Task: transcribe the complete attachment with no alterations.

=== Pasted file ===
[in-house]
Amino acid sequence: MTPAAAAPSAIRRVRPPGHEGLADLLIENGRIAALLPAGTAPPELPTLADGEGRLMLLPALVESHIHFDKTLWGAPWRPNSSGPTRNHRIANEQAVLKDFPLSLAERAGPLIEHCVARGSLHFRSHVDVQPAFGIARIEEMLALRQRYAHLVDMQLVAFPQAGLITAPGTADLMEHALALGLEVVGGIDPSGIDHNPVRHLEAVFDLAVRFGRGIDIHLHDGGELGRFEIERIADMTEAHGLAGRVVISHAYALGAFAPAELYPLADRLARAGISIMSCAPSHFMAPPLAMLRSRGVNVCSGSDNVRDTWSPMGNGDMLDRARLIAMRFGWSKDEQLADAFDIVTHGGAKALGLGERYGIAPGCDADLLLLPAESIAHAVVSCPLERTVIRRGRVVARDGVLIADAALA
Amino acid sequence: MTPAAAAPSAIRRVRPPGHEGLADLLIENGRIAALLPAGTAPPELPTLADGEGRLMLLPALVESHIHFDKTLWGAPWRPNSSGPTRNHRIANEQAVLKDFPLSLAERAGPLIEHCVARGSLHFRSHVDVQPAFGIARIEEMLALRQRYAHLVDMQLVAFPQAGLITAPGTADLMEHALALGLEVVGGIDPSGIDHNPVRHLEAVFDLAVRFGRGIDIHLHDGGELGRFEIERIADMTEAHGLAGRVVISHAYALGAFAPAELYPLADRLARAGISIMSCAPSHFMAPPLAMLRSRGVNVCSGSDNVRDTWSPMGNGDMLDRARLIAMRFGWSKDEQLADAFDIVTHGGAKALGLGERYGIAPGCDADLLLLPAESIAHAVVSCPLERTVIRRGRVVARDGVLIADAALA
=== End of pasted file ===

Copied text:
[in-house]
Amino acid sequence: MTPAAAAPSAIRRVRPPGHEGLADLLIENGRIAALLPAGTAPPELPTLADGEGRLMLLPALVESHIHFDKTLWGAPWRPNSSGPTRNHRIANEQAVLKDFPLSLAERAGPLIEHCVARGSLHFRSHVDVQPAFGIARIEEMLALRQRYAHLVDMQLVAFPQAGLITAPGTADLMEHALALGLEVVGGIDPSGIDHNPVRHLEAVFDLAVRFGRGIDIHLHDGGELGRFEIERIADMTEAHGLAGRVVISHAYALGAFAPAELYPLADRLARAGISIMSCAPSHFMAPPLAMLRSRGVNVCSGSDNVRDTWSPMGNGDMLDRARLIAMRFGWSKDEQLADAFDIVTHGGAKALGLGERYGIAPGCDADLLLLPAESIAHAVVSCPLERTVIRRGRVVARDGVLIADAALA
Amino acid sequence: MTPAAAAPSAIRRVRPPGHEGLADLLIENGRIAALLPAGTAPPELPTLADGEGRLMLLPALVESHIHFDKTLWGAPWRPNSSGPTRNHRIANEQAVLKDFPLSLAERAGPLIEHCVARGSLHFRSHVDVQPAFGIARIEEMLALRQRYAHLVDMQLVAFPQAGLITAPGTADLMEHALALGLEVVGGIDPSGIDHNPVRHLEAVFDLAVRFGRGIDIHLHDGGELGRFEIERIADMTEAHGLAGRVVISHAYALGAFAPAELYPLADRLARAGISIMSCAPSHFMAPPLAMLRSRGVNVCSGSDNVRDTWSPMGNGDMLDRARLIAMRFGWSKDEQLADAFDIVTHGGAKALGLGERYGIAPGCDADLLLLPAESIAHAVVSCPLERTVIRRGRVVARDGVLIADAALA